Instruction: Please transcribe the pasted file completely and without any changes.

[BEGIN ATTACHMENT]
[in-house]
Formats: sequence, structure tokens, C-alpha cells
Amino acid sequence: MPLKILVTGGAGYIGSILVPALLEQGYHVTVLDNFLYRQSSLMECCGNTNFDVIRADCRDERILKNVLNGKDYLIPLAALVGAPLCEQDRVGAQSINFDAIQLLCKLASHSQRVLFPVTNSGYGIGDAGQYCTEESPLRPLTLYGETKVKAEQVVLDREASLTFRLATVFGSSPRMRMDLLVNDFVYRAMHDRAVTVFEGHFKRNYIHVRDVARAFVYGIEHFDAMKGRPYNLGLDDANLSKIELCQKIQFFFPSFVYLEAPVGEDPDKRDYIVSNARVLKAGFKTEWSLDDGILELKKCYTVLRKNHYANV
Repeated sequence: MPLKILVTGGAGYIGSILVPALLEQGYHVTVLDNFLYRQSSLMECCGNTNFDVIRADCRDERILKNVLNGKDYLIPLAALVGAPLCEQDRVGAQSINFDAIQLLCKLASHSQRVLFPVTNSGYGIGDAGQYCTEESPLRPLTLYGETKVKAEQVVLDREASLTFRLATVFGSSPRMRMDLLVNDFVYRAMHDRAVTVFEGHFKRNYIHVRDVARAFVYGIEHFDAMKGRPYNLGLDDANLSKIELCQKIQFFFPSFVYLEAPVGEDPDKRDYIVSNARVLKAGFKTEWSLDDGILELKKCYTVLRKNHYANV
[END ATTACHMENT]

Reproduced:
[in-house]
Formats: sequence, structure tokens, C-alpha cells
Amino acid sequence: MPLKILVTGGAGYIGSILVPALLEQGYHVTVLDNFLYRQSSLMECCGNTNFDVIRADCRDERILKNVLNGKDYLIPLAALVGAPLCEQDRVGAQSINFDAIQLLCKLASHSQRVLFPVTNSGYGIGDAGQYCTEESPLRPLTLYGETKVKAEQVVLDREASLTFRLATVFGSSPRMRMDLLVNDFVYRAMHDRAVTVFEGHFKRNYIHVRDVARAFVYGIEHFDAMKGRPYNLGLDDANLSKIELCQKIQFFFPSFVYLEAPVGEDPDKRDYIVSNARVLKAGFKTEWSLDDGILELKKCYTVLRKNHYANV
Repeated sequence: MPLKILVTGGAGYIGSILVPALLEQGYHVTVLDNFLYRQSSLMECCGNTNFDVIRADCRDERILKNVLNGKDYLIPLAALVGAPLCEQDRVGAQSINFDAIQLLCKLASHSQRVLFPVTNSGYGIGDAGQYCTEESPLRPLTLYGETKVKAEQVVLDREASLTFRLATVFGSSPRMRMDLLVNDFVYRAMHDRAVTVFEGHFKRNYIHVRDVARAFVYGIEHFDAMKGRPYNLGLDDANLSKIELCQKIQFFFPSFVYLEAPVGEDPDKRDYIVSNARVLKAGFKTEWSLDDGILELKKCYTVLRKNHYANV